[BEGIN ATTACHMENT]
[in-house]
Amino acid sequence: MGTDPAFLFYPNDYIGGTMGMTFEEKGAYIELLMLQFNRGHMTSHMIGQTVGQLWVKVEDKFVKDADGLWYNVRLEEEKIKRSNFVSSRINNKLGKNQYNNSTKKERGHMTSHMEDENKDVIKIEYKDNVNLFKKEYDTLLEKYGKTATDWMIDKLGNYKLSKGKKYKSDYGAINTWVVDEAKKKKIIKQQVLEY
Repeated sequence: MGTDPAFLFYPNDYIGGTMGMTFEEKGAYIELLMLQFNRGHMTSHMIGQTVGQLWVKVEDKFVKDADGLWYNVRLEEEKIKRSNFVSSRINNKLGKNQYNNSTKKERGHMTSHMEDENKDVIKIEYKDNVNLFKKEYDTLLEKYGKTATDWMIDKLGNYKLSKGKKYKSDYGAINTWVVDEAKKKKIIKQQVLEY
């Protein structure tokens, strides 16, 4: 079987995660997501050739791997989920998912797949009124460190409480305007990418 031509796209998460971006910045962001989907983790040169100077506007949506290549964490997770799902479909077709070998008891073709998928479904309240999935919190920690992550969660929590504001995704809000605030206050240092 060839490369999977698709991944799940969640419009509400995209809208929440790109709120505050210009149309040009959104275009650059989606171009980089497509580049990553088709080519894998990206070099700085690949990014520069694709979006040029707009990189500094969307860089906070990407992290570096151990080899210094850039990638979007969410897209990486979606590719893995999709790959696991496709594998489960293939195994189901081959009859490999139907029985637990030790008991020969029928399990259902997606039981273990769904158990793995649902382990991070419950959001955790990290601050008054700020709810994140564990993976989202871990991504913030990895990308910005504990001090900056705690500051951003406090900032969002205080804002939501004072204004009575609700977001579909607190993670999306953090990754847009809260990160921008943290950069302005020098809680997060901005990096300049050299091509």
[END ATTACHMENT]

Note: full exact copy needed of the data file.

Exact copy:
[in-house]
Amino acid sequence: MGTDPAFLFYPNDYIGGTMGMTFEEKGAYIELLMLQFNRGHMTSHMIGQTVGQLWVKVEDKFVKDADGLWYNVRLEEEKIKRSNFVSSRINNKLGKNQYNNSTKKERGHMTSHMEDENKDVIKIEYKDNVNLFKKEYDTLLEKYGKTATDWMIDKLGNYKLSKGKKYKSDYGAINTWVVDEAKKKKIIKQQVLEY
Repeated sequence: MGTDPAFLFYPNDYIGGTMGMTFEEKGAYIELLMLQFNRGHMTSHMIGQTVGQLWVKVEDKFVKDADGLWYNVRLEEEKIKRSNFVSSRINNKLGKNQYNNSTKKERGHMTSHMEDENKDVIKIEYKDNVNLFKKEYDTLLEKYGKTATDWMIDKLGNYKLSKGKKYKSDYGAINTWVVDEAKKKKIIKQQVLEY
């Protein structure tokens, strides 16, 4: 079987995660997501050739791997989920998912797949009124460190409480305007990418 031509796209998460971006910045962001989907983790040169100077506007949506290549964490997770799902479909077709070998008891073709998928479904309240999935919190920690992550969660929590504001995704809000605030206050240092 060839490369999977698709991944799940969640419009509400995209809208929440790109709120505050210009149309040009959104275009650059989606171009980089497509580049990553088709080519894998990206070099700085690949990014520069694709979006040029707009990189500094969307860089906070990407992290570096151990080899210094850039990638979007969410897209990486979606590719893995999709790959696991496709594998489960293939195994189901081959009859490999139907029985637990030790008991020969029928399990259902997606039981273990769904158990793995649902382990991070419950959001955790990290601050008054700020709810994140564990993976989202871990991504913030990895990308910005504990001090900056705690500051951003406090900032969002205080804002939501004072204004009575609700977001579909607190993670999306953090990754847009809260990160921008943290950069302005020098809680997060901005990096300049050299091509």